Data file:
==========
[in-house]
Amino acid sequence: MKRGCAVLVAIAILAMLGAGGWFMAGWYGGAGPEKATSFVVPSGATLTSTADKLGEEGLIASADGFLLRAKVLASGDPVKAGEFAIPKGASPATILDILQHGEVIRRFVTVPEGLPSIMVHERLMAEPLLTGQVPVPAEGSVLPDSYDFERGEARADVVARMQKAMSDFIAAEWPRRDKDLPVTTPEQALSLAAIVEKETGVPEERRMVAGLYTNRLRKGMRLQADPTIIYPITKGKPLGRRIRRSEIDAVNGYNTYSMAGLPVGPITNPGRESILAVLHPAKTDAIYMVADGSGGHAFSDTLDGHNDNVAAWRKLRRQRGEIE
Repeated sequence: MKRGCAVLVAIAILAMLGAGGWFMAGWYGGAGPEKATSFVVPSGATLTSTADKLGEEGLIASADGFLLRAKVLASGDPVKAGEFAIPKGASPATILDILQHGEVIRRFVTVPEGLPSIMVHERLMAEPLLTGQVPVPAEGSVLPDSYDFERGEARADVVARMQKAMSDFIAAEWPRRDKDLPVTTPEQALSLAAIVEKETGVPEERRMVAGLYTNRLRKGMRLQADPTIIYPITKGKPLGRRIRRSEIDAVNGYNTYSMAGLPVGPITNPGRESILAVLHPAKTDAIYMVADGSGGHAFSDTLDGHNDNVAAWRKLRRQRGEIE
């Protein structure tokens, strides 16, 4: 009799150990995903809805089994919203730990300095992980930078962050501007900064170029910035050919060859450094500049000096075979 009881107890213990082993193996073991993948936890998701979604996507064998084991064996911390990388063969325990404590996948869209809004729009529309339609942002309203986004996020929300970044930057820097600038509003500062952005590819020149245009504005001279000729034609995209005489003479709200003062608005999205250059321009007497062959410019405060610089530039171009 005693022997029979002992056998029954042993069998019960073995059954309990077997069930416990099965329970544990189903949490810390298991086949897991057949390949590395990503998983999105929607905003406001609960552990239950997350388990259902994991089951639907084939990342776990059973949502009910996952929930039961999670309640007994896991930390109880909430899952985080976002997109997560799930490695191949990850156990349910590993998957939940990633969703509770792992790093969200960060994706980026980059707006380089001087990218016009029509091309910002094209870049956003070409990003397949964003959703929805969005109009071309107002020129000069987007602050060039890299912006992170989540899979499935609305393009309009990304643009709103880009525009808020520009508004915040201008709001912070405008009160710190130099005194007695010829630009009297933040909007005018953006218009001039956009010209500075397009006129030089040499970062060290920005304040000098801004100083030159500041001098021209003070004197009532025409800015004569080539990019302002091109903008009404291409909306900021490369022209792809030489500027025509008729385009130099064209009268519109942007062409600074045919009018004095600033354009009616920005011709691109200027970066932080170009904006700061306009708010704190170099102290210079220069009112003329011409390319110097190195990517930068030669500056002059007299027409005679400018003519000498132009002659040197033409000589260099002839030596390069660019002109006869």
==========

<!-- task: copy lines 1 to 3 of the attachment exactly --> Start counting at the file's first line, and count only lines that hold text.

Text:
[in-house]
Amino acid sequence: MKRGCAVLVAIAILAMLGAGGWFMAGWYGGAGPEKATSFVVPSGATLTSTADKLGEEGLIASADGFLLRAKVLASGDPVKAGEFAIPKGASPATILDILQHGEVIRRFVTVPEGLPSIMVHERLMAEPLLTGQVPVPAEGSVLPDSYDFERGEARADVVARMQKAMSDFIAAEWPRRDKDLPVTTPEQALSLAAIVEKETGVPEERRMVAGLYTNRLRKGMRLQADPTIIYPITKGKPLGRRIRRSEIDAVNGYNTYSMAGLPVGPITNPGRESILAVLHPAKTDAIYMVADGSGGHAFSDTLDGHNDNVAAWRKLRRQRGEIE
Repeated sequence: MKRGCAVLVAIAILAMLGAGGWFMAGWYGGAGPEKATSFVVPSGATLTSTADKLGEEGLIASADGFLLRAKVLASGDPVKAGEFAIPKGASPATILDILQHGEVIRRFVTVPEGLPSIMVHERLMAEPLLTGQVPVPAEGSVLPDSYDFERGEARADVVARMQKAMSDFIAAEWPRRDKDLPVTTPEQALSLAAIVEKETGVPEERRMVAGLYTNRLRKGMRLQADPTIIYPITKGKPLGRRIRRSEIDAVNGYNTYSMAGLPVGPITNPGRESILAVLHPAKTDAIYMVADGSGGHAFSDTLDGHNDNVAAWRKLRRQRGEIE